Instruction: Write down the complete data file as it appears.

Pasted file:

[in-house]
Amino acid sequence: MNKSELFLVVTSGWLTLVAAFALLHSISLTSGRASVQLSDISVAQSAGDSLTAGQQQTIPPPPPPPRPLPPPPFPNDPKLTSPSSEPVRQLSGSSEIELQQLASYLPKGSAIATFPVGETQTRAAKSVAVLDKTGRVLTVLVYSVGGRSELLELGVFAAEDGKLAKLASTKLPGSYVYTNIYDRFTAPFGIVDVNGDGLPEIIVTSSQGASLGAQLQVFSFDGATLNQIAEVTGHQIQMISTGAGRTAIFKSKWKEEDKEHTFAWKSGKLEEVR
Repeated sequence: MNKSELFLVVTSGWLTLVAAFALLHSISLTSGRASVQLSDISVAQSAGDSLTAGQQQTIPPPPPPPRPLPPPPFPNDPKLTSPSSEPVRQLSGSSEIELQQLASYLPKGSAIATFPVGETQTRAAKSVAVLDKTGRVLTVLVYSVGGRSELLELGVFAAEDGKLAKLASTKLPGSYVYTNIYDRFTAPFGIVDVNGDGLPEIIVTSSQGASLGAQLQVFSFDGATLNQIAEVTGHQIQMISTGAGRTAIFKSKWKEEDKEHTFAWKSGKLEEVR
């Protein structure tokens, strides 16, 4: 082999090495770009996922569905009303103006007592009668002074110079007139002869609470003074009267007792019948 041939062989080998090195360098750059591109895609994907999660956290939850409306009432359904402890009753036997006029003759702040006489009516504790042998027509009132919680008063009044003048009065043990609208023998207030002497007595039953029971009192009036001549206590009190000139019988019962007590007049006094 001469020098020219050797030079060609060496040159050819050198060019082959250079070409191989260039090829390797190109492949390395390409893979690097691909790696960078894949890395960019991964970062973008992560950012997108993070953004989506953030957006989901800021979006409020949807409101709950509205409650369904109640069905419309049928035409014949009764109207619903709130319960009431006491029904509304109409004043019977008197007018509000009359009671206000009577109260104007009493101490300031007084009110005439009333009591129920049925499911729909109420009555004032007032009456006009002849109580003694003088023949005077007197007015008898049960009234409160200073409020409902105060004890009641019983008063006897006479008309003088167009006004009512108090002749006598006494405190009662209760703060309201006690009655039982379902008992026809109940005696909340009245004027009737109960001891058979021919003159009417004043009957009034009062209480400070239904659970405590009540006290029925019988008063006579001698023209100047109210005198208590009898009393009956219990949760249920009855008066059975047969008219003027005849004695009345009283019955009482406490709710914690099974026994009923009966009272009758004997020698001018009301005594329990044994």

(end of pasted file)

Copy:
[in-house]
Amino acid sequence: MNKSELFLVVTSGWLTLVAAFALLHSISLTSGRASVQLSDISVAQSAGDSLTAGQQQTIPPPPPPPRPLPPPPFPNDPKLTSPSSEPVRQLSGSSEIELQQLASYLPKGSAIATFPVGETQTRAAKSVAVLDKTGRVLTVLVYSVGGRSELLELGVFAAEDGKLAKLASTKLPGSYVYTNIYDRFTAPFGIVDVNGDGLPEIIVTSSQGASLGAQLQVFSFDGATLNQIAEVTGHQIQMISTGAGRTAIFKSKWKEEDKEHTFAWKSGKLEEVR
Repeated sequence: MNKSELFLVVTSGWLTLVAAFALLHSISLTSGRASVQLSDISVAQSAGDSLTAGQQQTIPPPPPPPRPLPPPPFPNDPKLTSPSSEPVRQLSGSSEIELQQLASYLPKGSAIATFPVGETQTRAAKSVAVLDKTGRVLTVLVYSVGGRSELLELGVFAAEDGKLAKLASTKLPGSYVYTNIYDRFTAPFGIVDVNGDGLPEIIVTSSQGASLGAQLQVFSFDGATLNQIAEVTGHQIQMISTGAGRTAIFKSKWKEEDKEHTFAWKSGKLEEVR
């Protein structure tokens, strides 16, 4: 082999090495770009996922569905009303103006007592009668002074110079007139002869609470003074009267007792019948 041939062989080998090195360098750059591109895609994907999660956290939850409306009432359904402890009753036997006029003759702040006489009516504790042998027509009132919680008063009044003048009065043990609208023998207030002497007595039953029971009192009036001549206590009190000139019988019962007590007049006094 001469020098020219050797030079060609060496040159050819050198060019082959250079070409191989260039090829390797190109492949390395390409893979690097691909790696960078894949890395960019991964970062973008992560950012997108993070953004989506953030957006989901800021979006409020949807409101709950509205409650369904109640069905419309049928035409014949009764109207619903709130319960009431006491029904509304109409004043019977008197007018509000009359009671206000009577109260104007009493101490300031007084009110005439009333009591129920049925499911729909109420009555004032007032009456006009002849109580003694003088023949005077007197007015008898049960009234409160200073409020409902105060004890009641019983008063006897006479008309003088167009006004009512108090002749006598006494405190009662209760703060309201006690009655039982379902008992026809109940005696909340009245004027009737109960001891058979021919003159009417004043009957009034009062209480400070239904659970405590009540006290029925019988008063006579001698023209100047109210005198208590009898009393009956219990949760249920009855008066059975047969008219003027005849004695009345009283019955009482406490709710914690099974026994009923009966009272009758004997020698001018009301005594329990044994």